This spring, another New York legend is scheduled for demolition: Roseland Ballroom on West 52nd Street. When I first heard that another landmark building was going to disappear, I could only find comfort in the words of a wise friend who once told me, "Pay it no mind, Sugar. New York changes because it has to."
I know this saying may sound naïve and overly optimistic. But so am I, naïve and overly optimistic.
I came to New York in '92, a 22-year-old disenchanted, bullied, heartbroken gay boy from Colorado. I was one of those Midwesterners who came here on a bus with a few dollars in his pockets, in search of a few dreams: a new life, love and Madonna. I wanted to tell Madonna, "thank you." It was through reading about her in magazines that I learned about New York -- a paradise where people came to reinvent themselves.
The New York I first met was wild streets filled with the most colorful creatures.
When the night clicked on, it was Day-Glo hookers, howling queens and underground spaces in the Meatpacking District where gorgeous things danced in cages. Legendary places: Palladium, Jackie 6O, Club U.S.A, Save the Robots and Florent. These places are all now gone. And before that there were more. The first New Yorkers I met told me stories of other vanished places: Danceteria, Area, Paradise Garage. All gone.
So, yes, part of my friend's little saying is true; and now, in my 22 years of living here, I have seen it firsthand. New York changes.
And not always for the better.
I think the dorms where the Palladium once stood are nondescript, uninspired; the new NYU library destroys the once-impeccable vista of the arches over Washington Square Park; artful neighborhoods have been gentrified into suburbia. I've seen the cityscape shift in a battle between art and commerce. I've seen the unique relationship between art and wealth. The wealthy collect art and propel it into high places, however they do not always understand where art comes from, so often they destroy it. I'm picking on the wealthy, of course, and I'm generalizing, but wiping out New York landmarks to build high-rises is only a move toward a less beautiful place.
Sadly, Roseland will become another example of this.
Roseland Ballroom is special to me. On November 5, 2000, something happened in that theatre that changed my life for good. Back then, I was a wild and flaming creature, tipping through the streets in six-inch stilettos, spandex, fishnets, lipstick and a few sets of false eyelashes. A Queen. I had every kind of job a girl could imagine: VIP rope girl, DJ, table dancer at Lucky Cheng's. On weekdays I styled wigs at Patricia Field; weekends I danced on black boxes at Tunnel and Sound Factory.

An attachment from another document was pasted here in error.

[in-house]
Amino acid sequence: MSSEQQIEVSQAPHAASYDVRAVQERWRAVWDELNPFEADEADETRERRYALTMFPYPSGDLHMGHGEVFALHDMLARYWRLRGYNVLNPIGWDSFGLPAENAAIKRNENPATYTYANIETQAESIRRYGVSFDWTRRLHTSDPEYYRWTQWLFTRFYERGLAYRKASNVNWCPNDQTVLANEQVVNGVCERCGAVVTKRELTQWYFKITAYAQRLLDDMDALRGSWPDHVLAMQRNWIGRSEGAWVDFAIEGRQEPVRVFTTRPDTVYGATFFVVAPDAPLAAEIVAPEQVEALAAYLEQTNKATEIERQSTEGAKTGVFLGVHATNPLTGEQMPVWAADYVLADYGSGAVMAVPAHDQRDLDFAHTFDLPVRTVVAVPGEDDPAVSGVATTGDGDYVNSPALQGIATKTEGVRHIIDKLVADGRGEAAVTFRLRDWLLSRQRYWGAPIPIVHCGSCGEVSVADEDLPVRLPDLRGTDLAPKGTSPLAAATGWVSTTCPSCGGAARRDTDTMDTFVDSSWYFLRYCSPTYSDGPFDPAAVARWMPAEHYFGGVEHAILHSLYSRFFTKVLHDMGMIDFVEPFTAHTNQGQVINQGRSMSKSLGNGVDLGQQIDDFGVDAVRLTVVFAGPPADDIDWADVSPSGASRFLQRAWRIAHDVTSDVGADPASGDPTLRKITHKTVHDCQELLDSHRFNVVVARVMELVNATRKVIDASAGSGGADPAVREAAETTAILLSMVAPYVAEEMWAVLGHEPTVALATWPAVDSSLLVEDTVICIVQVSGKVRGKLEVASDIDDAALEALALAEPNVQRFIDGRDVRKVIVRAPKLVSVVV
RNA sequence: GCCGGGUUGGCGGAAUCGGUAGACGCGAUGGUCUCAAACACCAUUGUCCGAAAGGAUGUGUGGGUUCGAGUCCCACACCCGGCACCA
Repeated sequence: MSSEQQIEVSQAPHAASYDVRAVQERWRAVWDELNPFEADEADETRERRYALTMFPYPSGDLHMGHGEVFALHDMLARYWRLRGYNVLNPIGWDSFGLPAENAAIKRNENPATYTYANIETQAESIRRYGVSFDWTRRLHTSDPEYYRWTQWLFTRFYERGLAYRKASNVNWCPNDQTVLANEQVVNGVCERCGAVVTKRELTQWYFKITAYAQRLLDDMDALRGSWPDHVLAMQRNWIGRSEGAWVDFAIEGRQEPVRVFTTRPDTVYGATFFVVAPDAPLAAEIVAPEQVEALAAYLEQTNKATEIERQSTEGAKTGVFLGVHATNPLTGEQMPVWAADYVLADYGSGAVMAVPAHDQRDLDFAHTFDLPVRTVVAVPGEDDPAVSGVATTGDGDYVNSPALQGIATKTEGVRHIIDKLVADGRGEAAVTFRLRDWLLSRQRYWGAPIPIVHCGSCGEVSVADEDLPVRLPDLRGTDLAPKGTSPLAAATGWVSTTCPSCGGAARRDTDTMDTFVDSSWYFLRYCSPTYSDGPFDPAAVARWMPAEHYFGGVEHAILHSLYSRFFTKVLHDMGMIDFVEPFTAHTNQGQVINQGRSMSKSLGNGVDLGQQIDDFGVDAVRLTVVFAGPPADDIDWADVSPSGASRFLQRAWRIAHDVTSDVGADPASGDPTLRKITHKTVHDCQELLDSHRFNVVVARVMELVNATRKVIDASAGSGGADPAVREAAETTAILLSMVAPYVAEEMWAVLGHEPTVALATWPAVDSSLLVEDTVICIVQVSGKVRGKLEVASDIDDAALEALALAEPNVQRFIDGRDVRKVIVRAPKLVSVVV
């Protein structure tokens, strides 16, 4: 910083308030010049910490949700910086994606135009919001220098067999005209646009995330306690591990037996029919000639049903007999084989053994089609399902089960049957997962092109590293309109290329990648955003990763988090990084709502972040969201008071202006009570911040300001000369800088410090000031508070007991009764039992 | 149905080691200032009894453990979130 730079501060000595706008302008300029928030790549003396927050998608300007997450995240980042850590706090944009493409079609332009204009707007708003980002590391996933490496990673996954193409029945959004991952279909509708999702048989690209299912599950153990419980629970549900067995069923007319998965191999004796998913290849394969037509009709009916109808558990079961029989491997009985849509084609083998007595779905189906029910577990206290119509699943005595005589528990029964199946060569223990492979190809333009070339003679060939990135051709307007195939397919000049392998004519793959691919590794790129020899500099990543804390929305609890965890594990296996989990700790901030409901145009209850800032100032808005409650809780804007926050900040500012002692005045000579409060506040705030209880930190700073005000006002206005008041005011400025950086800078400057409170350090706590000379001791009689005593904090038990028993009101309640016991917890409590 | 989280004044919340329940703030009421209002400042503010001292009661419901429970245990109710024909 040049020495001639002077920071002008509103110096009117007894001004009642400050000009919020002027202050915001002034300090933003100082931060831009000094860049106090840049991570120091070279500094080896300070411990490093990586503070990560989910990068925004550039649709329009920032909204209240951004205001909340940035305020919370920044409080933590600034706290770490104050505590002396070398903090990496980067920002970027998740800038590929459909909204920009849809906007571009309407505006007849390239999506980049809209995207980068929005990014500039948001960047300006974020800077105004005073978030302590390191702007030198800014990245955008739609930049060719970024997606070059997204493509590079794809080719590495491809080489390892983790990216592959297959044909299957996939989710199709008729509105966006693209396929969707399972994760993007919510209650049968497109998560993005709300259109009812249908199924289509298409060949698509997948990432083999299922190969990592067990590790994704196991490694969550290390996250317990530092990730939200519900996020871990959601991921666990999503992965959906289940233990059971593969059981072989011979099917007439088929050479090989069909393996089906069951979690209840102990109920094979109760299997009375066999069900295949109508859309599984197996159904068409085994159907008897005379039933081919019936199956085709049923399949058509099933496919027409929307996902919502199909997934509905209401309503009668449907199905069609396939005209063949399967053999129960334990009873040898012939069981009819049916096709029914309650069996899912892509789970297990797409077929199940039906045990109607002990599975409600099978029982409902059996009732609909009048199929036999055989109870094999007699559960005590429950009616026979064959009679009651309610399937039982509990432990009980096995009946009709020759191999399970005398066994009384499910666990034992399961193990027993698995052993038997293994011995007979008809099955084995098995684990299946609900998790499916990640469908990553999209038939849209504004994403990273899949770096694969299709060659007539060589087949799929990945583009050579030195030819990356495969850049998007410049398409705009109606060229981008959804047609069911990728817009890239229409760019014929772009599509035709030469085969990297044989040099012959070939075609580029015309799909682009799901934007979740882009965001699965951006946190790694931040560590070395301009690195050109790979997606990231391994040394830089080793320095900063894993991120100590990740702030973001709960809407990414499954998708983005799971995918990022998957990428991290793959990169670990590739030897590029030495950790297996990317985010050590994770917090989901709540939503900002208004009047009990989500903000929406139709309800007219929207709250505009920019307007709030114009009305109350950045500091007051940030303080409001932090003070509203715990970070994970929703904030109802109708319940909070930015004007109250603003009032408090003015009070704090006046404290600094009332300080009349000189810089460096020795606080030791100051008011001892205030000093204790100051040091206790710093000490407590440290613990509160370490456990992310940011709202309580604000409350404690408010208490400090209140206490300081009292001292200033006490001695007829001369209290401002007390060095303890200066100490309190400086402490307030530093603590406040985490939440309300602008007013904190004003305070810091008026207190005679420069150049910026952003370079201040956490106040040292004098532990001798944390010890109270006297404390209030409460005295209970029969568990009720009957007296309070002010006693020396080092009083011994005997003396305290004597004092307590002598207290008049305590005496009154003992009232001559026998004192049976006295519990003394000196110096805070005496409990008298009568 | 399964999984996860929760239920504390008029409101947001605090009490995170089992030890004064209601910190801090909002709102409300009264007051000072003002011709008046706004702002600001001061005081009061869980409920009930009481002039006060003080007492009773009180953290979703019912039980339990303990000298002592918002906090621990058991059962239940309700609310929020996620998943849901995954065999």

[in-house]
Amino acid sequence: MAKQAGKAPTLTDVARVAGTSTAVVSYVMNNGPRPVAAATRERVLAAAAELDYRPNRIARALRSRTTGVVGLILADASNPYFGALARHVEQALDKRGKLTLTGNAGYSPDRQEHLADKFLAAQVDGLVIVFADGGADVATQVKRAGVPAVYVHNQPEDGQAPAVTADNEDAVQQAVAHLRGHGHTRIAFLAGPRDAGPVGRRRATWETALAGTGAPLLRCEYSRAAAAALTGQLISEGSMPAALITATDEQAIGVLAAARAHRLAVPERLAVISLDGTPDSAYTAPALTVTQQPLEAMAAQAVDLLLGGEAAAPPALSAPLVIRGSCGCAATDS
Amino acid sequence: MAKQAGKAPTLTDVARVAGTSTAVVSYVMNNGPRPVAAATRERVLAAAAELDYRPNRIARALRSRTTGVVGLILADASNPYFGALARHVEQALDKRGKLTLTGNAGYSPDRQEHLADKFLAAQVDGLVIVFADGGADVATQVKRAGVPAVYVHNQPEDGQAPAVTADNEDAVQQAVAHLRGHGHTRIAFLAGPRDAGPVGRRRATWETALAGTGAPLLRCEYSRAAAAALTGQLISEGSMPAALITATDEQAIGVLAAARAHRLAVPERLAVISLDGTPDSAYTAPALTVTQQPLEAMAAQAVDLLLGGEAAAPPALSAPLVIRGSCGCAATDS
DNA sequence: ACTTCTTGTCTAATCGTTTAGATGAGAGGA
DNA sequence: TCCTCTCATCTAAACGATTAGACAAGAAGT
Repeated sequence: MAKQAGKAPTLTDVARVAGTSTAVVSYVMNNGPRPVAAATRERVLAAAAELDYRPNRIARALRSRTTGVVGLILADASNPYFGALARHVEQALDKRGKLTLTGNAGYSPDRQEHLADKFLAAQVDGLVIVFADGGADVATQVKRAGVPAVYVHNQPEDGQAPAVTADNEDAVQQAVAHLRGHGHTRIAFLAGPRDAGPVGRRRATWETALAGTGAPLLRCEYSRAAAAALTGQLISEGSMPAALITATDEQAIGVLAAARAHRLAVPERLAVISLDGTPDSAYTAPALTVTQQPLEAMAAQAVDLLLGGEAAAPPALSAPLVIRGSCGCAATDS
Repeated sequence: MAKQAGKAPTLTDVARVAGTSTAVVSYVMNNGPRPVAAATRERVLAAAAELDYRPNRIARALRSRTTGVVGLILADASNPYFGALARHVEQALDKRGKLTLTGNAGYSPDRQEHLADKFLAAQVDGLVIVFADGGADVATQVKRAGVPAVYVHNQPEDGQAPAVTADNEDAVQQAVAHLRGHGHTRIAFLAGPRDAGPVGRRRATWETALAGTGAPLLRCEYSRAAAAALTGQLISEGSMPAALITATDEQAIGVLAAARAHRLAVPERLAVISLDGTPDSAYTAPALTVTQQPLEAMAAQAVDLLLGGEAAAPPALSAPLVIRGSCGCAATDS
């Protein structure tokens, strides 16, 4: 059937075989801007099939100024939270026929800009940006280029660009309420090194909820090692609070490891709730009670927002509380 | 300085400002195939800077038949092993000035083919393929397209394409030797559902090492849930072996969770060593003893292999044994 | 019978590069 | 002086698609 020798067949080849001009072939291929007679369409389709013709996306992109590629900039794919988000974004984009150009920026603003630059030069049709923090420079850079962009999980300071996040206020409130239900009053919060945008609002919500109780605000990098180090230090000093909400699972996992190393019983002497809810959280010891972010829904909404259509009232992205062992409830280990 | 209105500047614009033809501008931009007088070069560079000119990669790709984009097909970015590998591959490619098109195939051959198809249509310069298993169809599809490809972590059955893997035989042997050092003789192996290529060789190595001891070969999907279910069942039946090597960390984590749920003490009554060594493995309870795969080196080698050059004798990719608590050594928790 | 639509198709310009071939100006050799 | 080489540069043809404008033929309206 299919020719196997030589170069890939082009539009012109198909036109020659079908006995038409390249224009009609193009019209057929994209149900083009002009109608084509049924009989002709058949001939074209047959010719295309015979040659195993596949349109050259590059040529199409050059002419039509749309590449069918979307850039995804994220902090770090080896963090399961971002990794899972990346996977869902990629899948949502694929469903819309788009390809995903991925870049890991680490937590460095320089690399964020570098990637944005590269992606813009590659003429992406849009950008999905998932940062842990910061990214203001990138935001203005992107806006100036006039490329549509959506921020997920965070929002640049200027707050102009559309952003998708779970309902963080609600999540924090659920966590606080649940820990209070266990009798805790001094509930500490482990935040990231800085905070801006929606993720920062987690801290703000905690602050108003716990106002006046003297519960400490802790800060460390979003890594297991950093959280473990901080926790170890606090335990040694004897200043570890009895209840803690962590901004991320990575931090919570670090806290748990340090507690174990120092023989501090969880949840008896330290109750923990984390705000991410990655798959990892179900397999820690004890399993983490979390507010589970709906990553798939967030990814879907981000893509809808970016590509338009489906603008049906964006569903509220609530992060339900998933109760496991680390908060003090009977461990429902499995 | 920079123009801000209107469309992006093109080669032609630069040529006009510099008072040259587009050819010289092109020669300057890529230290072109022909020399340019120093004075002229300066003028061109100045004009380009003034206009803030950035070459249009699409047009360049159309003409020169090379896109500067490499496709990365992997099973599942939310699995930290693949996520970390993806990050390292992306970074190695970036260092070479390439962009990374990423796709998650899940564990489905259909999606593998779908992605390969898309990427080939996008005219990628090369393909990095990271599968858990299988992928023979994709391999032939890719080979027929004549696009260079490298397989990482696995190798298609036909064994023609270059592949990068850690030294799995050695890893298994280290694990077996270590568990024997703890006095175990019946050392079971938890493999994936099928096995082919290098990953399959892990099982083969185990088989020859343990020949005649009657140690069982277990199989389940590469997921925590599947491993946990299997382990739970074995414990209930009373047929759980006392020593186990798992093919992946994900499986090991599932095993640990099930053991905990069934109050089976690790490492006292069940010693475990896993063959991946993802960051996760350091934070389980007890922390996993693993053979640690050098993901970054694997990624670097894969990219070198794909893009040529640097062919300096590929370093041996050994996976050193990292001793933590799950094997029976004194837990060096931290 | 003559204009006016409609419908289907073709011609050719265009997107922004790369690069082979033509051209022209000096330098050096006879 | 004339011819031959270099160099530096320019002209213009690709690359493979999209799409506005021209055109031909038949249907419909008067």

I was a Queen with some dreams -- and a lot of unpaid bills.
One night changed it all. Walking to work at the Sound Factory, wearing cherry red pantaloons, lime green pumps and a crimson feather Mohawk, somebody noticed me. He asked me if I wanted a job sometime, and I said yes. Being in the habit of working odd jobs meant being in the habit of saying yes to everything. The guy told me to bring it to 239 West 52nd Street. So I did -- but I had no idea that my Midwestern dreams were about to come true.
That address on 52nd Street was Roseland Ballroom. The name in red letters on the marquee was Madonna. The security guard behind the velvet rope had my name on a list, and he let me and my bags of drag, feathers and glitter inside. I was a Queen who was prepared for a night of dancing on tables, swinging from balconies, landing in a trash can. I was hardly prepared for what was actually going to happen.
Inside Roseland were long velvet blankets of sky with twinkling colored stars. The music playing was Madonna's "What It Feels Like For a Girl." And when I turned the corner, stepped onto that ballroom floor, I saw that it wasn't just Madonna's music, it was Madonna. Sound check.
That night, I was hired to go on a world tour with Madonna. Since then, I've done two and a half more. That night, I went from a Queen with many odd jobs to a Queen with a real job -- making headpieces for The Queen. I said, "thank you." I will never forget that moment. I will never forget that ballroom floor, and the velvet sheets of sky and stars all over.
So maybe this is where my optimism comes from. I'm devastated about another ghost of Manhattan, but I also see that these are borrowed places, shape-shifting with the times. Since the beginning of its history, this place I call home has seen the rise and fall of wealth and art many times, its skyline destroyed and reinvented. As an artistic type, this has redefined my hopes for this place. And maybe New York changes not just because it has to, but because it desires to.
Monday, April 7, 2014. Lady Gaga performs the last show at Roseland Ballroom. After that, this place of magic will go back to the hands of the upper crust -- the first incarnation of Roseland was a "whites-only" classic dancing establishment for the elite. A borrowed place.
I'm now one of those New Yorkers who will try and tell the tale of the jewel-like specter of a city I encountered long ago. I will do my best to describe those legendary spaces that are no longer here. Maybe sometimes what makes a legend is its disappearance. As long as there are storytellers, there will be Studio 54.
My hope is that there will be new places, there will be legends, and there will be more. New York and New Yorkers will continue to make it happen. Enter Roseland Ballroom into my memory of ruined paradises, filed under the word "Legendary."